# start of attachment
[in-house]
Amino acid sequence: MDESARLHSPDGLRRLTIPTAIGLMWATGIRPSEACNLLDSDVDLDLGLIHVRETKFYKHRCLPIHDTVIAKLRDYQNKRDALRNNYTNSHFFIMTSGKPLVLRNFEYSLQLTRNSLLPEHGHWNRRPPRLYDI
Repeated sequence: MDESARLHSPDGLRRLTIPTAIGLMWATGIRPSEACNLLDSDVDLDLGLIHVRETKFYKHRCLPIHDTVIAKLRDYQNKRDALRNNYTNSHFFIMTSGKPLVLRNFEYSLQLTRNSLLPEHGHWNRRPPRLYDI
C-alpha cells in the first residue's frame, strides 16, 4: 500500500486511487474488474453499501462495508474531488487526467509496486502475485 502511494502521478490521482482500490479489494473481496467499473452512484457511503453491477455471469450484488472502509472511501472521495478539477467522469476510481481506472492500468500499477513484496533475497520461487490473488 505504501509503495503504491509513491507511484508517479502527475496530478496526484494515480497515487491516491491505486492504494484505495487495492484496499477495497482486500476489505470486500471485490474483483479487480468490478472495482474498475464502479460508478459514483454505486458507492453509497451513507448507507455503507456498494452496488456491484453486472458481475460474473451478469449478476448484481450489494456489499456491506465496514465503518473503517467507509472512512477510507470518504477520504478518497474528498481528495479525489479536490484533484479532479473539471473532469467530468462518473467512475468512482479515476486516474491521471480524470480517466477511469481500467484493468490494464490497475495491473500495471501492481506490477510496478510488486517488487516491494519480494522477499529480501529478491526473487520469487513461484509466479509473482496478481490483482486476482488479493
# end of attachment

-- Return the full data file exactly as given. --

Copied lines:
[in-house]
Amino acid sequence: MDESARLHSPDGLRRLTIPTAIGLMWATGIRPSEACNLLDSDVDLDLGLIHVRETKFYKHRCLPIHDTVIAKLRDYQNKRDALRNNYTNSHFFIMTSGKPLVLRNFEYSLQLTRNSLLPEHGHWNRRPPRLYDI
Repeated sequence: MDESARLHSPDGLRRLTIPTAIGLMWATGIRPSEACNLLDSDVDLDLGLIHVRETKFYKHRCLPIHDTVIAKLRDYQNKRDALRNNYTNSHFFIMTSGKPLVLRNFEYSLQLTRNSLLPEHGHWNRRPPRLYDI
C-alpha cells in the first residue's frame, strides 16, 4: 500500500486511487474488474453499501462495508474531488487526467509496486502475485 502511494502521478490521482482500490479489494473481496467499473452512484457511503453491477455471469450484488472502509472511501472521495478539477467522469476510481481506472492500468500499477513484496533475497520461487490473488 505504501509503495503504491509513491507511484508517479502527475496530478496526484494515480497515487491516491491505486492504494484505495487495492484496499477495497482486500476489505470486500471485490474483483479487480468490478472495482474498475464502479460508478459514483454505486458507492453509497451513507448507507455503507456498494452496488456491484453486472458481475460474473451478469449478476448484481450489494456489499456491506465496514465503518473503517467507509472512512477510507470518504477520504478518497474528498481528495479525489479536490484533484479532479473539471473532469467530468462518473467512475468512482479515476486516474491521471480524470480517466477511469481500467484493468490494464490497475495491473500495471501492481506490477510496478510488486517488487516491494519480494522477499529480501529478491526473487520469487513461484509466479509473482496478481490483482486476482488479493